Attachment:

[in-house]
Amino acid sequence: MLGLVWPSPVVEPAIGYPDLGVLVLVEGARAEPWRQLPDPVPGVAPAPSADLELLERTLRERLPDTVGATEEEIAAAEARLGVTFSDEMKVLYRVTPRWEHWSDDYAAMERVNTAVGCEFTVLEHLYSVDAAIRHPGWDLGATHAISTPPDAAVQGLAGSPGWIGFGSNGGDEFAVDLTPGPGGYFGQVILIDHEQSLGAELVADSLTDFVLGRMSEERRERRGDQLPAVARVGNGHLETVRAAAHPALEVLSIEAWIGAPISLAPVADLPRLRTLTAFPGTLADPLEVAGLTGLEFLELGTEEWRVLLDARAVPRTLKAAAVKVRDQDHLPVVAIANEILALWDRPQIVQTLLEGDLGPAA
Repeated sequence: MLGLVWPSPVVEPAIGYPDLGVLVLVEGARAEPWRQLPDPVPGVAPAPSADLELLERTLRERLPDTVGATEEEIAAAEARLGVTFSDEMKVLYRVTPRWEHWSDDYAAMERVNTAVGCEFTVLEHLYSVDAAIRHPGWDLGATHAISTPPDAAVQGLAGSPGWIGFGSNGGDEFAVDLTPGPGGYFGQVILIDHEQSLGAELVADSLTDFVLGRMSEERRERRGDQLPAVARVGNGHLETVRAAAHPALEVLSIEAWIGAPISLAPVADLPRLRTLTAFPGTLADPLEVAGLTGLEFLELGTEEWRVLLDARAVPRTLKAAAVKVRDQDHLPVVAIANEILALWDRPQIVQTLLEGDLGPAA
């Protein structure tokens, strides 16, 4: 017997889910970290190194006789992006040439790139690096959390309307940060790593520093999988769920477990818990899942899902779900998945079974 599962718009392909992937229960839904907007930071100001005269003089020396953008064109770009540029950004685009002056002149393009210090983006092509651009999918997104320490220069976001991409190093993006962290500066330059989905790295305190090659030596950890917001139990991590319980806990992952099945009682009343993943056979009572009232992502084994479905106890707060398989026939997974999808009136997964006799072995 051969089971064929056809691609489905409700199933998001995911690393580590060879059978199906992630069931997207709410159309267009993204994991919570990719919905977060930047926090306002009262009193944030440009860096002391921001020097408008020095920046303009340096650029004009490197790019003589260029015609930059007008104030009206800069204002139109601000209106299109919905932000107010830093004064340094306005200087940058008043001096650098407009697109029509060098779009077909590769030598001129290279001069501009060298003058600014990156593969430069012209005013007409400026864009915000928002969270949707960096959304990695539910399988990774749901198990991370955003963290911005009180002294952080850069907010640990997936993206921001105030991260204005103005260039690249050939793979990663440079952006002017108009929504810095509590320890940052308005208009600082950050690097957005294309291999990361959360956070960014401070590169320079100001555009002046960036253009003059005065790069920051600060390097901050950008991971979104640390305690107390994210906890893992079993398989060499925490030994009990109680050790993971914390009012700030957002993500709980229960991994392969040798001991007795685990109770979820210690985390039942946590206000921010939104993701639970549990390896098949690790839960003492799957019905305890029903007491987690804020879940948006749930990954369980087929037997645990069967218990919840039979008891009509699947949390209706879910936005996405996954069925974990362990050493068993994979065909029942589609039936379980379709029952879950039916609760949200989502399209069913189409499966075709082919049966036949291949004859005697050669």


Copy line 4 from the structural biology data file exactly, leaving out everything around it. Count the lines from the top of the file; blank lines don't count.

């Protein structure tokens, strides 16, 4: 017997889910970290190194006789992006040439790139690096959390309307940060790593520093999988769920477990818990899942899902779900998945079974 599962718009392909992937229960839904907007930071100001005269003089020396953008064109770009540029950004685009002056002149393009210090983006092509651009999918997104320490220069976001991409190093993006962290500066330059989905790295305190090659030596950890917001139990991590319980806990992952099945009682009343993943056979009572009232992502084994479905106890707060398989026939997974999808009136997964006799072995 051969089971064929056809691609489905409700199933998001995911690393580590060879059978199906992630069931997207709410159309267009993204994991919570990719919905977060930047926090306002009262009193944030440009860096002391921001020097408008020095920046303009340096650029004009490197790019003589260029015609930059007008104030009206800069204002139109601000209106299109919905932000107010830093004064340094306005200087940058008043001096650098407009697109029509060098779009077909590769030598001129290279001069501009060298003058600014990156593969430069012209005013007409400026864009915000928002969270949707960096959304990695539910399988990774749901198990991370955003963290911005009180002294952080850069907010640990997936993206921001105030991260204005103005260039690249050939793979990663440079952006002017108009929504810095509590320890940052308005208009600082950050690097957005294309291999990361959360956070960014401070590169320079100001555009002046960036253009003059005065790069920051600060390097901050950008991971979104640390305690107390994210906890893992079993398989060499925490030994009990109680050790993971914390009012700030957002993500709980229960991994392969040798001991007795685990109770979820210690985390039942946590206000921010939104993701639970549990390896098949690790839960003492799957019905305890029903007491987690804020879940948006749930990954369980087929037997645990069967218990919840039979008891009509699947949390209706879910936005996405996954069925974990362990050493068993994979065909029942589609039936379980379709029952879950039916609760949200989502399209069913189409499966075709082919049966036949291949004859005697050669």